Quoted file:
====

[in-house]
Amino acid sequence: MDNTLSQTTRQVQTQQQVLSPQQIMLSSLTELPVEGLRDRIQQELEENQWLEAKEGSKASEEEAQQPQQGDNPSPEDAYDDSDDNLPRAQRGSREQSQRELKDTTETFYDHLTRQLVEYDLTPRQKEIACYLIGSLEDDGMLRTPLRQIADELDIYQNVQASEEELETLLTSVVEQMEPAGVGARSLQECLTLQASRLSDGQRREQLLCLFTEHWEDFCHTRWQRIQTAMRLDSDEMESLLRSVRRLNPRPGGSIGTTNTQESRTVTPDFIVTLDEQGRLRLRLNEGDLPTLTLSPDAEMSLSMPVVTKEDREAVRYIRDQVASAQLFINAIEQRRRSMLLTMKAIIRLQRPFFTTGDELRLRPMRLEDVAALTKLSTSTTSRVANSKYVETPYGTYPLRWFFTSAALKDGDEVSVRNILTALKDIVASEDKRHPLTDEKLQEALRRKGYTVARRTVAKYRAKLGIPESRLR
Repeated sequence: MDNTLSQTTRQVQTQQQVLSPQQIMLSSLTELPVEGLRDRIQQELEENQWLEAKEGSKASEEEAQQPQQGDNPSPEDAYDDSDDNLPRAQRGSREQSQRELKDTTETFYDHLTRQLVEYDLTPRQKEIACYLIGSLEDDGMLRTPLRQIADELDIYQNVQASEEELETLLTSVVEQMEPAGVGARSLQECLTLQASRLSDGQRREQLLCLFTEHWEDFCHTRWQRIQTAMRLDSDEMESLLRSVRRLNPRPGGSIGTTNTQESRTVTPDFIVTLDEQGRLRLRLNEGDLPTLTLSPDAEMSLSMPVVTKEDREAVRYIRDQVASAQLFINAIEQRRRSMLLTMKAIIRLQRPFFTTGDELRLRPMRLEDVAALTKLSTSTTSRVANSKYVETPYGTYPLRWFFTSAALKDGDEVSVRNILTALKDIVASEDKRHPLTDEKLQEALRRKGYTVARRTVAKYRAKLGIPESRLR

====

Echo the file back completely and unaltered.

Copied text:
[in-house]
Amino acid sequence: MDNTLSQTTRQVQTQQQVLSPQQIMLSSLTELPVEGLRDRIQQELEENQWLEAKEGSKASEEEAQQPQQGDNPSPEDAYDDSDDNLPRAQRGSREQSQRELKDTTETFYDHLTRQLVEYDLTPRQKEIACYLIGSLEDDGMLRTPLRQIADELDIYQNVQASEEELETLLTSVVEQMEPAGVGARSLQECLTLQASRLSDGQRREQLLCLFTEHWEDFCHTRWQRIQTAMRLDSDEMESLLRSVRRLNPRPGGSIGTTNTQESRTVTPDFIVTLDEQGRLRLRLNEGDLPTLTLSPDAEMSLSMPVVTKEDREAVRYIRDQVASAQLFINAIEQRRRSMLLTMKAIIRLQRPFFTTGDELRLRPMRLEDVAALTKLSTSTTSRVANSKYVETPYGTYPLRWFFTSAALKDGDEVSVRNILTALKDIVASEDKRHPLTDEKLQEALRRKGYTVARRTVAKYRAKLGIPESRLR
Repeated sequence: MDNTLSQTTRQVQTQQQVLSPQQIMLSSLTELPVEGLRDRIQQELEENQWLEAKEGSKASEEEAQQPQQGDNPSPEDAYDDSDDNLPRAQRGSREQSQRELKDTTETFYDHLTRQLVEYDLTPRQKEIACYLIGSLEDDGMLRTPLRQIADELDIYQNVQASEEELETLLTSVVEQMEPAGVGARSLQECLTLQASRLSDGQRREQLLCLFTEHWEDFCHTRWQRIQTAMRLDSDEMESLLRSVRRLNPRPGGSIGTTNTQESRTVTPDFIVTLDEQGRLRLRLNEGDLPTLTLSPDAEMSLSMPVVTKEDREAVRYIRDQVASAQLFINAIEQRRRSMLLTMKAIIRLQRPFFTTGDELRLRPMRLEDVAALTKLSTSTTSRVANSKYVETPYGTYPLRWFFTSAALKDGDEVSVRNILTALKDIVASEDKRHPLTDEKLQEALRRKGYTVARRTVAKYRAKLGIPESRLR